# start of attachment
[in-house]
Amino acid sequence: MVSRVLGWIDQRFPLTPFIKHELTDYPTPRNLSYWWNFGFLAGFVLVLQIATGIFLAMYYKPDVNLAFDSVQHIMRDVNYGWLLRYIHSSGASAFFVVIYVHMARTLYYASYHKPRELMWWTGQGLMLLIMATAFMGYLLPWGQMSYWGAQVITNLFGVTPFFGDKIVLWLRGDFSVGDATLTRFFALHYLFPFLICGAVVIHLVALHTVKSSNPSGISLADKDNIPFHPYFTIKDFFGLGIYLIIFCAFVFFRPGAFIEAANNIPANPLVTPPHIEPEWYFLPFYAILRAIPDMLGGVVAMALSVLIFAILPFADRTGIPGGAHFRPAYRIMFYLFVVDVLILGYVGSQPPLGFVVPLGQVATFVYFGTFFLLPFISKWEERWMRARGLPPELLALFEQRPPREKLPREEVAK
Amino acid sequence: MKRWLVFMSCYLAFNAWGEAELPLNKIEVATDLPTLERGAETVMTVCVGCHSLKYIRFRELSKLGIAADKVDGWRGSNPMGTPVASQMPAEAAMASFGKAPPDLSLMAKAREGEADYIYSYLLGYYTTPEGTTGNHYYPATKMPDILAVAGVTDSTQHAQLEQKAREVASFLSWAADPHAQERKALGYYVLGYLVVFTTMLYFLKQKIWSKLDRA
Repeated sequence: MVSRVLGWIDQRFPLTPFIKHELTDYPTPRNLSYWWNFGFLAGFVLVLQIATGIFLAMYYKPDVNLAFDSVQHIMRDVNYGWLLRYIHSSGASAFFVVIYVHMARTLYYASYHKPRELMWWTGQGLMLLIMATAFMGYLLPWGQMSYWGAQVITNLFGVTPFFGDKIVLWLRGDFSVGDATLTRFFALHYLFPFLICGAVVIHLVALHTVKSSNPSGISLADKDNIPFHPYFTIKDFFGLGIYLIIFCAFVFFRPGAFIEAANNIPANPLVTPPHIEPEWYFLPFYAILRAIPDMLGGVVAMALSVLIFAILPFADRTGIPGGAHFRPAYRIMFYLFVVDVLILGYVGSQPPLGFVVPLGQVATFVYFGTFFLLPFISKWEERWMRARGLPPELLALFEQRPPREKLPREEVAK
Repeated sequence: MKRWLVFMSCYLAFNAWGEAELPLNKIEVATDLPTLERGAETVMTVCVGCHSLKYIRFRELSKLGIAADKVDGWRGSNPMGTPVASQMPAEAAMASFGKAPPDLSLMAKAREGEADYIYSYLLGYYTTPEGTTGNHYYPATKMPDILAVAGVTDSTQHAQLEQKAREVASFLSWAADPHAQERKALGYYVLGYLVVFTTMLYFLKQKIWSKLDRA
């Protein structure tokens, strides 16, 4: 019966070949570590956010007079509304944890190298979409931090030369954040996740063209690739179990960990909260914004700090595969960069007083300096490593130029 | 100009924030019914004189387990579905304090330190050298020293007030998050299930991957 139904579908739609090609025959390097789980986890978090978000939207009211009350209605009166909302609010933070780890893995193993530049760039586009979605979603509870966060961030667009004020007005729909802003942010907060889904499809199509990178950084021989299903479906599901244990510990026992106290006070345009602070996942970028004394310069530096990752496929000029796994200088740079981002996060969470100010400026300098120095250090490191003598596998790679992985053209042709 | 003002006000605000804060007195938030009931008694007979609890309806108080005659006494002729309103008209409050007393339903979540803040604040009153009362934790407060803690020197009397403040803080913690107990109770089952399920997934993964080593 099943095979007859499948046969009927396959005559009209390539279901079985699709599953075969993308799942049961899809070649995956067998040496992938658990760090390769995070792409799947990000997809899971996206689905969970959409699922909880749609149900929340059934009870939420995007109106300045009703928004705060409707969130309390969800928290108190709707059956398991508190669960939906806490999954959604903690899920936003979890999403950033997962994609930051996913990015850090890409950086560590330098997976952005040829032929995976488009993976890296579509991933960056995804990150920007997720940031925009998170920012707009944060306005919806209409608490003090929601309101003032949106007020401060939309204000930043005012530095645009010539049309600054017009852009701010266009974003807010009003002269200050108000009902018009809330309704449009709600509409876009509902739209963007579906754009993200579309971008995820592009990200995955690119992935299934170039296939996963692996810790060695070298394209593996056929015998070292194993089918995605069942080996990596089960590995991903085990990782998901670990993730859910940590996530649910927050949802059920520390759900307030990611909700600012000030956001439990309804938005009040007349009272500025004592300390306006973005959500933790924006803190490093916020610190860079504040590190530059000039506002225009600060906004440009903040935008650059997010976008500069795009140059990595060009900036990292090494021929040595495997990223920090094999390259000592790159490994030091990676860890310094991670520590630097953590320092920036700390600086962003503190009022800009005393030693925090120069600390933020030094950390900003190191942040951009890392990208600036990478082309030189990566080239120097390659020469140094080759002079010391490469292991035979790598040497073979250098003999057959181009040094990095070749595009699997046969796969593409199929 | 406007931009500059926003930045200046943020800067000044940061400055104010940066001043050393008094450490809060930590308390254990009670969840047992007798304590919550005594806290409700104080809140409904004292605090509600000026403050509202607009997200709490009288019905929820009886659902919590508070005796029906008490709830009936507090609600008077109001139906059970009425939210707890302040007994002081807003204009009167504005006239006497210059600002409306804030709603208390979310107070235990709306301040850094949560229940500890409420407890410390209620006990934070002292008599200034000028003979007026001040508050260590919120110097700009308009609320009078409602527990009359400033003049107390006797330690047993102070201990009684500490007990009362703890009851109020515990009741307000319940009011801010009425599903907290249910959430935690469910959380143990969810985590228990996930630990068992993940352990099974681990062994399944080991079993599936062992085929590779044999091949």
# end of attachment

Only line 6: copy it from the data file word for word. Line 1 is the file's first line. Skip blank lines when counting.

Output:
């Protein structure tokens, strides 16, 4: 019966070949570590956010007079509304944890190298979409931090030369954040996740063209690739179990960990909260914004700090595969960069007083300096490593130029 | 100009924030019914004189387990579905304090330190050298020293007030998050299930991957 139904579908739609090609025959390097789980986890978090978000939207009211009350209605009166909302609010933070780890893995193993530049760039586009979605979603509870966060961030667009004020007005729909802003942010907060889904499809199509990178950084021989299903479906599901244990510990026992106290006070345009602070996942970028004394310069530096990752496929000029796994200088740079981002996060969470100010400026300098120095250090490191003598596998790679992985053209042709 | 003002006000605000804060007195938030009931008694007979609890309806108080005659006494002729309103008209409050007393339903979540803040604040009153009362934790407060803690020197009397403040803080913690107990109770089952399920997934993964080593 099943095979007859499948046969009927396959005559009209390539279901079985699709599953075969993308799942049961899809070649995956067998040496992938658990760090390769995070792409799947990000997809899971996206689905969970959409699922909880749609149900929340059934009870939420995007109106300045009703928004705060409707969130309390969800928290108190709707059956398991508190669960939906806490999954959604903690899920936003979890999403950033997962994609930051996913990015850090890409950086560590330098997976952005040829032929995976488009993976890296579509991933960056995804990150920007997720940031925009998170920012707009944060306005919806209409608490003090929601309101003032949106007020401060939309204000930043005012530095645009010539049309600054017009852009701010266009974003807010009003002269200050108000009902018009809330309704449009709600509409876009509902739209963007579906754009993200579309971008995820592009990200995955690119992935299934170039296939996963692996810790060695070298394209593996056929015998070292194993089918995605069942080996990596089960590995991903085990990782998901670990993730859910940590996530649910927050949802059920520390759900307030990611909700600012000030956001439990309804938005009040007349009272500025004592300390306006973005959500933790924006803190490093916020610190860079504040590190530059000039506002225009600060906004440009903040935008650059997010976008500069795009140059990595060009900036990292090494021929040595495997990223920090094999390259000592790159490994030091990676860890310094991670520590630097953590320092920036700390600086962003503190009022800009005393030693925090120069600390933020030094950390900003190191942040951009890392990208600036990478082309030189990566080239120097390659020469140094080759002079010391490469292991035979790598040497073979250098003999057959181009040094990095070749595009699997046969796969593409199929 | 406007931009500059926003930045200046943020800067000044940061400055104010940066001043050393008094450490809060930590308390254990009670969840047992007798304590919550005594806290409700104080809140409904004292605090509600000026403050509202607009997200709490009288019905929820009886659902919590508070005796029906008490709830009936507090609600008077109001139906059970009425939210707890302040007994002081807003204009009167504005006239006497210059600002409306804030709603208390979310107070235990709306301040850094949560229940500890409420407890410390209620006990934070002292008599200034000028003979007026001040508050260590919120110097700009308009609320009078409602527990009359400033003049107390006797330690047993102070201990009684500490007990009362703890009851109020515990009741307000319940009011801010009425599903907290249910959430935690469910959380143990969810985590228990996930630990068992993940352990099974681990062994399944080991079993599936062992085929590779044999091949």